"the invention is based generally on the hitherto unreported and surprising insight that specific optical sensors exist whose sensor signal is not only dependent on a total light power of the illumination of the sensor region, for example of the sensor area, of these sensors but in which a pronounced signal dependence on a geometry of the illumination, for example a size of a light spot of the illumination on the sensor region, for example the sensor area, also exists. This is generally not the case for most conventional optical sensors, in particular for most inorganic semiconductor sensors, since here the sensor signal is generally dependent only on a total power of the illumination, that is to say an integral over the intensity over the entire light spot which is generally independent of the size of the light spot, that is to say the geometry of the illumination, as long as the light spot lies within the limits of the sensor region. It has surprisingly been discovered, however, that in specific optical sensors, for example organic optical sensors, such a dependence of the sensor signal occurs in which the sensor signal on the one hand rises with the total power of the illumination, but on the other hand, even given a constant total power, is dependent on a geometry of the illumination. Examples of such optical sensors are explained in even greater detail below. By way of example, the sensor signal, given the same total power, can have at least one pronounced maximum for one or a plurality of focusings and/or for one or a plurality of specific sizes of the light spot on the sensor area or within the sensor region."

The application then states that the organic dye-based sensor's response changes if the light is modulated, and using a modulation at different frequencies at two sensors, one can separate illumination and geometrical data. Then the description says:

"In contrast to known detectors, in which a spatial resolution and/or imaging of objects is also generally tied to the fact that the smallest possible sensor areas are used, for example the smallest possible pixels in the case of CCD chips, the sensor region of the proposed detector can be embodied in a very large fashion, in principle, since for example the geometrical information, in particular the at least one item of location information, about the object can be generated from a known relationship for example between the geometry of the illumination and the sensor signal."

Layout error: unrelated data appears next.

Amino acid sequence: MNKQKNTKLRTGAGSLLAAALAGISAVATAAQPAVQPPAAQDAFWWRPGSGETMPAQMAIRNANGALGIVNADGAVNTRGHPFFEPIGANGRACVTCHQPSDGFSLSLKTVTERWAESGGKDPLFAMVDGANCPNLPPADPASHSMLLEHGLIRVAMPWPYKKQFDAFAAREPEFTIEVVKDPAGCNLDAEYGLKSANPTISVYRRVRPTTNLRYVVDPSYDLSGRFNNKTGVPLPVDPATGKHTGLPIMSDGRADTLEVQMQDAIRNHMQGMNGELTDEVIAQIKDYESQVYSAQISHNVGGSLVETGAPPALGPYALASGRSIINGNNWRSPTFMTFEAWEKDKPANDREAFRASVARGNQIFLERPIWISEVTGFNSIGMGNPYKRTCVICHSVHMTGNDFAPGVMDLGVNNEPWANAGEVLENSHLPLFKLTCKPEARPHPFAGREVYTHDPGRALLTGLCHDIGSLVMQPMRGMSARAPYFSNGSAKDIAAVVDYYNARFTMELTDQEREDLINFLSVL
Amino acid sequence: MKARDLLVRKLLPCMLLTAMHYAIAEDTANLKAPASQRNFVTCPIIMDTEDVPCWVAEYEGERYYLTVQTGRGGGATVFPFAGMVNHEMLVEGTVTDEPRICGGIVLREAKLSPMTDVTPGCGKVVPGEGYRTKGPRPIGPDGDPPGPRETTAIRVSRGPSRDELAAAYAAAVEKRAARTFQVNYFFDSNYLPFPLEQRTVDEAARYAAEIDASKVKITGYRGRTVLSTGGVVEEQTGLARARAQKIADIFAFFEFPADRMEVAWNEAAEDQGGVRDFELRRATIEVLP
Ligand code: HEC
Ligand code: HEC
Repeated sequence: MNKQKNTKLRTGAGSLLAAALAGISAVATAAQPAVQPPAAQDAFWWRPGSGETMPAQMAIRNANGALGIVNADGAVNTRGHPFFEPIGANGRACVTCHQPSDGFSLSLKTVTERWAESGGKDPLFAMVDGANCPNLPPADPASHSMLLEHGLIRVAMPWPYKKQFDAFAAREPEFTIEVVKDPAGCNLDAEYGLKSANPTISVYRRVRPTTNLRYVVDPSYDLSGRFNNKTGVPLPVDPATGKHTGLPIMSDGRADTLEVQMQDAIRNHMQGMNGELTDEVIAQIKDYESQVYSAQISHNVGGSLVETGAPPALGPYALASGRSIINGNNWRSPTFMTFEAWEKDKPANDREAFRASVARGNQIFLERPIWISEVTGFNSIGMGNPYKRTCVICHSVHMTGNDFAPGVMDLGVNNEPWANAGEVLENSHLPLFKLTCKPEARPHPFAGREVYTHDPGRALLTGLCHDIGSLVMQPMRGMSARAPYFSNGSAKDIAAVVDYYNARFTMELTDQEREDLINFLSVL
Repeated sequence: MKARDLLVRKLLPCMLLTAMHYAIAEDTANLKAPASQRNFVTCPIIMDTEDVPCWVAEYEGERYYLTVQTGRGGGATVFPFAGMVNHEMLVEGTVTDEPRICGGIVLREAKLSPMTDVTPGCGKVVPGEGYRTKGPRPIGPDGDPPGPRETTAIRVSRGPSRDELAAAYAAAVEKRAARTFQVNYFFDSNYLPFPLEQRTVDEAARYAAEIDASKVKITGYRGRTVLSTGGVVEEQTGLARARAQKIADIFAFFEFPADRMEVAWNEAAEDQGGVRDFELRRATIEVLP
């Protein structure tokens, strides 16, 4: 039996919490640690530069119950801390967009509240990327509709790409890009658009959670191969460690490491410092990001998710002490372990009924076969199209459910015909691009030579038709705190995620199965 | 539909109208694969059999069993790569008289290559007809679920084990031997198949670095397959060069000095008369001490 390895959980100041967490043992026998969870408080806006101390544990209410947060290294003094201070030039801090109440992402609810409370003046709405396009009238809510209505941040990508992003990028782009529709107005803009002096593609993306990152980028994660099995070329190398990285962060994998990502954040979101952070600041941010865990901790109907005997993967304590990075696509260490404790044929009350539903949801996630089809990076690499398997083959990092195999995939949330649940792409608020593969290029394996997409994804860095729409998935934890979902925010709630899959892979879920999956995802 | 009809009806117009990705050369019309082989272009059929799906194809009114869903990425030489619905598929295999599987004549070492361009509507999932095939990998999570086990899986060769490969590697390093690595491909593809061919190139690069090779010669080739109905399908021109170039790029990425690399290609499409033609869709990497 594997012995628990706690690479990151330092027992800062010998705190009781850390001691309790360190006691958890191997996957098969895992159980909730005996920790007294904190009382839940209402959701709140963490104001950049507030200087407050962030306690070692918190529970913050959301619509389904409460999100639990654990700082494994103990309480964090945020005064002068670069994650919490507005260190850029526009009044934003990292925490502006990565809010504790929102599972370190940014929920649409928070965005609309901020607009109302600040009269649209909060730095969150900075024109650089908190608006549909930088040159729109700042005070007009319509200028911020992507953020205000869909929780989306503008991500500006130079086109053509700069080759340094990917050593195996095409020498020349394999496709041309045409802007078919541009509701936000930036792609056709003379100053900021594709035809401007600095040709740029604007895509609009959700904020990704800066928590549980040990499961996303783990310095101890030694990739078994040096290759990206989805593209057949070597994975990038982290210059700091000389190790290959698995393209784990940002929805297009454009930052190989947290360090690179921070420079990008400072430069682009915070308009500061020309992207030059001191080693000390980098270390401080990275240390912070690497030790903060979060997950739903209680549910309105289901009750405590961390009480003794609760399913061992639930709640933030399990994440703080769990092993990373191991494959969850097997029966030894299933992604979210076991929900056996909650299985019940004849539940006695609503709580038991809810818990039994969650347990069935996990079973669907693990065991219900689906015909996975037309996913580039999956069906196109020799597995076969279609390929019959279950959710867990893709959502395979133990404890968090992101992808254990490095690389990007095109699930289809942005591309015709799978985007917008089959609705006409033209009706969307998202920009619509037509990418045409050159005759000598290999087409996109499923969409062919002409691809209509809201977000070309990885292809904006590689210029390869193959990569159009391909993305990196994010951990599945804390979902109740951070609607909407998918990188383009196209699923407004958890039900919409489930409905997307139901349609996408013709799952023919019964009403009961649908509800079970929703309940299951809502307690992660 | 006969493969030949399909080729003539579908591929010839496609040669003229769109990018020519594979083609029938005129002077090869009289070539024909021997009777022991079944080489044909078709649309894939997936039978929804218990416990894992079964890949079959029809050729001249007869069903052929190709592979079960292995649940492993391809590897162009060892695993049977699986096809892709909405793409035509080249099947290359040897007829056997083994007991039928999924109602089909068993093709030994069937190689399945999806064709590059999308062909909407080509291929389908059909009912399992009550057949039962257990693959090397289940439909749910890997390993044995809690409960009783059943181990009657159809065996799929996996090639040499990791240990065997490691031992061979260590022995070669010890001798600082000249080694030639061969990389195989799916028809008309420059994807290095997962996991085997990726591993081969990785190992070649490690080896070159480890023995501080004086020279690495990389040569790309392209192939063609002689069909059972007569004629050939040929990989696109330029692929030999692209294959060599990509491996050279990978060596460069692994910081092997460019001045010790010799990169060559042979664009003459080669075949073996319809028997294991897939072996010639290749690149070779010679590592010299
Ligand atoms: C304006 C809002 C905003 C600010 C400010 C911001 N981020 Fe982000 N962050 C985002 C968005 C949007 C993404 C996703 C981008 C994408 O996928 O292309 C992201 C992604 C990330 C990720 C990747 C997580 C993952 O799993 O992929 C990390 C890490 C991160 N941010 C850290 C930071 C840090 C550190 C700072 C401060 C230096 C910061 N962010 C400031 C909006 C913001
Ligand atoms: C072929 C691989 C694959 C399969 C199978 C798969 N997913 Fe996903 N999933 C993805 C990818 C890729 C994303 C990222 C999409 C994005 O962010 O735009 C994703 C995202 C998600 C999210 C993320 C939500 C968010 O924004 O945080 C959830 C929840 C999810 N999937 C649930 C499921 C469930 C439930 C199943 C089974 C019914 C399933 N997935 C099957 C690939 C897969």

The application does not explain much about the processing and how the distance is measured:

The last part of the application is filled by rows of organic chemistry formulas, not sure what they mean:

Philips CCD Camera Gets Emmy Award

Grass Valley's LDK 6000 DPM CCD Multiformat HDTV Camera System, first introduced at the NAB Show in 2000 by Phillips, which was subsequently acquired by Grass Valley, gets 2014 Emmy Award for its ability to capture multiple video formats and frame rates without physically changing the image sensor.

Based on Grass Valley's patented Dynamic Pixel Management (DPM) imager technology, the LDK 6000 Camera has been used in a wide variety of high-profile sports events and broadcasting projects. "The Philips LDK6000 HD Camera System, first demonstrated in 2000, uses their patented DPM (Dynamic Pixel Management) imager technology, enabling the camera to capture multiple video formats and frame rates without physically changing the image sensor. The DPM sensor, a full frame transfer (FT) 2/3" type CCD imager, combines 9.2 million sub pixels (1920x4320) to capture 1920x1080, 1280x720, 720x576, or 720x480 pixel images in 16:9 or 4:3 aspect ratios as well as 2.37:1 (Cinemascope). The DPM sensor, coupled with a mechanical blade shutter, eliminates the vertical artifacts and distortions exhibited by an Interline Transfer (IT) CCD type sensor."

"Our patented CCD technology was a real breakthrough in 2000, and the work we are doing now with our FT-CMOS technology is the next step. Being out front in capture technology guarantees that our customers will always be ready for any opportunity that arises in the future," noted Mike Cronk, SVP of strategic marketing, Grass Valley.

Thursday, December 18, 2014

Gentex Announces HDR CMOS Sensor with Per-Pixel Exposure Control

Marketwired: Gentex announces an HDR image sensor with per-pixel exposure control: "Automotive video for rear vision requires a camera with high dynamic range, which is the ratio between the brightest and darkest areas of a given scene. The challenge is to display the details in the darkest and brightest areas of a given scene simultaneously, without causing the display to "washout" due to bright light sources. The new Gentex camera meets this challenge in a unique way, with a proprietary CMOS (complementary metal oxide semiconductor) imager that delivers unprecedented dynamic range. The imager allows each individual camera pixel to choose its own exposure, self-adjusting so that the brightest and darkest areas of any given scene are clear and visible."

Gentex' Nov 2014 investor presentation gives a little bit more detail on the new HDR sensor: